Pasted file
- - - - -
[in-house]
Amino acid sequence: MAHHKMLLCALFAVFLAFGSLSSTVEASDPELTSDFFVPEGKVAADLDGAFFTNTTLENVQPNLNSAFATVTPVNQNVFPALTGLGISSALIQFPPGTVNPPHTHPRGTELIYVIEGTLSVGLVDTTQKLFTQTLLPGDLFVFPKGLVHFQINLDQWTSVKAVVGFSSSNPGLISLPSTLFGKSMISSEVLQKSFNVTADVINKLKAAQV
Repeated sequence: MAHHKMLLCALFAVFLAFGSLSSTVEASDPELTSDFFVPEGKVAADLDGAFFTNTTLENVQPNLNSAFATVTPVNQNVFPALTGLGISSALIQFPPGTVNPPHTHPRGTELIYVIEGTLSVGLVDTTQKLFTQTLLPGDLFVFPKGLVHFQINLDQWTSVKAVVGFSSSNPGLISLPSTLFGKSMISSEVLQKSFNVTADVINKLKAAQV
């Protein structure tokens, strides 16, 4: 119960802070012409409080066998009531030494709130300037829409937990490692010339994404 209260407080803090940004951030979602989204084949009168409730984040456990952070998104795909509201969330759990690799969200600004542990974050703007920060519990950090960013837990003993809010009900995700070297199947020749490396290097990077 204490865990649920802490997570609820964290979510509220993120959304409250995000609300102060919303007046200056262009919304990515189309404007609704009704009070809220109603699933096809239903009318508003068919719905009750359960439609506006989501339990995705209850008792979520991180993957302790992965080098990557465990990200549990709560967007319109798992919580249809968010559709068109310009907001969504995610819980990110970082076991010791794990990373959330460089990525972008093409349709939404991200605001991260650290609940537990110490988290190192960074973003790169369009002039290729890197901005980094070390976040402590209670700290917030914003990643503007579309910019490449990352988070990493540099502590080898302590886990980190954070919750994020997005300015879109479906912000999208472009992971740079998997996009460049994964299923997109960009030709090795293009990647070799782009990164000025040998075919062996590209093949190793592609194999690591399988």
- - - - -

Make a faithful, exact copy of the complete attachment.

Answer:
[in-house]
Amino acid sequence: MAHHKMLLCALFAVFLAFGSLSSTVEASDPELTSDFFVPEGKVAADLDGAFFTNTTLENVQPNLNSAFATVTPVNQNVFPALTGLGISSALIQFPPGTVNPPHTHPRGTELIYVIEGTLSVGLVDTTQKLFTQTLLPGDLFVFPKGLVHFQINLDQWTSVKAVVGFSSSNPGLISLPSTLFGKSMISSEVLQKSFNVTADVINKLKAAQV
Repeated sequence: MAHHKMLLCALFAVFLAFGSLSSTVEASDPELTSDFFVPEGKVAADLDGAFFTNTTLENVQPNLNSAFATVTPVNQNVFPALTGLGISSALIQFPPGTVNPPHTHPRGTELIYVIEGTLSVGLVDTTQKLFTQTLLPGDLFVFPKGLVHFQINLDQWTSVKAVVGFSSSNPGLISLPSTLFGKSMISSEVLQKSFNVTADVINKLKAAQV
């Protein structure tokens, strides 16, 4: 119960802070012409409080066998009531030494709130300037829409937990490692010339994404 209260407080803090940004951030979602989204084949009168409730984040456990952070998104795909509201969330759990690799969200600004542990974050703007920060519990950090960013837990003993809010009900995700070297199947020749490396290097990077 204490865990649920802490997570609820964290979510509220993120959304409250995000609300102060919303007046200056262009919304990515189309404007609704009704009070809220109603699933096809239903009318508003068919719905009750359960439609506006989501339990995705209850008792979520991180993957302790992965080098990557465990990200549990709560967007319109798992919580249809968010559709068109310009907001969504995610819980990110970082076991010791794990990373959330460089990525972008093409349709939404991200605001991260650290609940537990110490988290190192960074973003790169369009002039290729890197901005980094070390976040402590209670700290917030914003990643503007579309910019490449990352988070990493540099502590080898302590886990980190954070919750994020997005300015879109479906912000999208472009992971740079998997996009460049994964299923997109960009030709090795293009990647070799782009990164000025040998075919062996590209093949190793592609194999690591399988």